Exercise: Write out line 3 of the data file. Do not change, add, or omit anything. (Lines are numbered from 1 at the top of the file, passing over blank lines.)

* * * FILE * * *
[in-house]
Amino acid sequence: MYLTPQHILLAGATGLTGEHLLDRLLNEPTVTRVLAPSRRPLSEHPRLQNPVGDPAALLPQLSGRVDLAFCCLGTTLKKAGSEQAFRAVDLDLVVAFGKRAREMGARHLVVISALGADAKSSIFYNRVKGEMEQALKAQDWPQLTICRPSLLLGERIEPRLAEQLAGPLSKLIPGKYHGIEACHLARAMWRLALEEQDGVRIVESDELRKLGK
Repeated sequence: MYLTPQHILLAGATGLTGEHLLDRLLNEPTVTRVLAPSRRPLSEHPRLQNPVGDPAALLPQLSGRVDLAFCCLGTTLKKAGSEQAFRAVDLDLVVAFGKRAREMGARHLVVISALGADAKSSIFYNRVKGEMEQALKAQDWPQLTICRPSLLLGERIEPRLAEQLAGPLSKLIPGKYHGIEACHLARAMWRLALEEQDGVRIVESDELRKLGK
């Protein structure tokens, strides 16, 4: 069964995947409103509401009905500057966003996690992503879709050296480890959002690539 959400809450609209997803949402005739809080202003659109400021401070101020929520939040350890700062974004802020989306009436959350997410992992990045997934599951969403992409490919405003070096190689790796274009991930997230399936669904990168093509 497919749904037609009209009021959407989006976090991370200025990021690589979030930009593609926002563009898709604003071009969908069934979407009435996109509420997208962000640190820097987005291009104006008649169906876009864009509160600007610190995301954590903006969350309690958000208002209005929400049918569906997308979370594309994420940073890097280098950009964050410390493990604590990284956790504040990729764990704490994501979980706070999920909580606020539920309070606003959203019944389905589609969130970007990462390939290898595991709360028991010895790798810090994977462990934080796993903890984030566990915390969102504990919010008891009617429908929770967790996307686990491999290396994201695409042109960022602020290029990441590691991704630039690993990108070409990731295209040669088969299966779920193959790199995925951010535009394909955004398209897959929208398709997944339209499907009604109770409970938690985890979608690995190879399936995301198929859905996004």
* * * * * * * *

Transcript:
Repeated sequence: MYLTPQHILLAGATGLTGEHLLDRLLNEPTVTRVLAPSRRPLSEHPRLQNPVGDPAALLPQLSGRVDLAFCCLGTTLKKAGSEQAFRAVDLDLVVAFGKRAREMGARHLVVISALGADAKSSIFYNRVKGEMEQALKAQDWPQLTICRPSLLLGERIEPRLAEQLAGPLSKLIPGKYHGIEACHLARAMWRLALEEQDGVRIVESDELRKLGK